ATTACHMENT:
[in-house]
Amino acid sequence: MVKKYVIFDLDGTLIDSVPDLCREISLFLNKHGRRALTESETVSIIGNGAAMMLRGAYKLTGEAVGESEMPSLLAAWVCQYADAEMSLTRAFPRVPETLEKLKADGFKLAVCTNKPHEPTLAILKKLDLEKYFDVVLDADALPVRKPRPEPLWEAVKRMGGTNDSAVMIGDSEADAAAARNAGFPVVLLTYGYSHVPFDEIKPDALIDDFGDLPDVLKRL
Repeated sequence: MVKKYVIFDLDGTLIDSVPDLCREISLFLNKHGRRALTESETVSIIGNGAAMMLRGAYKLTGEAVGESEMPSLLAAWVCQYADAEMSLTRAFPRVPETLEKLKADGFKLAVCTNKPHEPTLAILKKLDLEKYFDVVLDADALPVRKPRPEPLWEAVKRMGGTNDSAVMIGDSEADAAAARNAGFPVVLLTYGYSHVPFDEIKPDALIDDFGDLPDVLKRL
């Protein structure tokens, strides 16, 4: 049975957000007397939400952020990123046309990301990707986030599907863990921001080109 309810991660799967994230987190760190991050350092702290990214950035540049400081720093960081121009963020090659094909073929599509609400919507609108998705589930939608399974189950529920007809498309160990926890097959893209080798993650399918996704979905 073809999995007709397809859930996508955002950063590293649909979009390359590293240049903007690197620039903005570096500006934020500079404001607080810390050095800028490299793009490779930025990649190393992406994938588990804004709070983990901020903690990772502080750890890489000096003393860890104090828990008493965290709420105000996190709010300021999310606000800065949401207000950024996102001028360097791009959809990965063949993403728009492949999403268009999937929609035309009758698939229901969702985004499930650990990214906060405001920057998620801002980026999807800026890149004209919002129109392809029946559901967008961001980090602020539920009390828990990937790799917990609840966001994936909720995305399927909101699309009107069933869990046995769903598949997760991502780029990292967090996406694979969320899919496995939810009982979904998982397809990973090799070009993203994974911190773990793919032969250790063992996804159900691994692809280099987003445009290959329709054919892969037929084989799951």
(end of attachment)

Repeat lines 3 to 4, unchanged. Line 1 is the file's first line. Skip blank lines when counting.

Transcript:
Repeated sequence: MVKKYVIFDLDGTLIDSVPDLCREISLFLNKHGRRALTESETVSIIGNGAAMMLRGAYKLTGEAVGESEMPSLLAAWVCQYADAEMSLTRAFPRVPETLEKLKADGFKLAVCTNKPHEPTLAILKKLDLEKYFDVVLDADALPVRKPRPEPLWEAVKRMGGTNDSAVMIGDSEADAAAARNAGFPVVLLTYGYSHVPFDEIKPDALIDDFGDLPDVLKRL
């Protein structure tokens, strides 16, 4: 049975957000007397939400952020990123046309990301990707986030599907863990921001080109 309810991660799967994230987190760190991050350092702290990214950035540049400081720093960081121009963020090659094909073929599509609400919507609108998705589930939608399974189950529920007809498309160990926890097959893209080798993650399918996704979905 073809999995007709397809859930996508955002950063590293649909979009390359590293240049903007690197620039903005570096500006934020500079404001607080810390050095800028490299793009490779930025990649190393992406994938588990804004709070983990901020903690990772502080750890890489000096003393860890104090828990008493965290709420105000996190709010300021999310606000800065949401207000950024996102001028360097791009959809990965063949993403728009492949999403268009999937929609035309009758698939229901969702985004499930650990990214906060405001920057998620801002980026999807800026890149004209919002129109392809029946559901967008961001980090602020539920009390828990990937790799917990609840966001994936909720995305399927909101699309009107069933869990046995769903598949997760991502780029990292967090996406694979969320899919496995939810009982979904998982397809990973090799070009993203994974911190773990793919032969250790063992996804159900691994692809280099987003445009290959329709054919892969037929084989799951």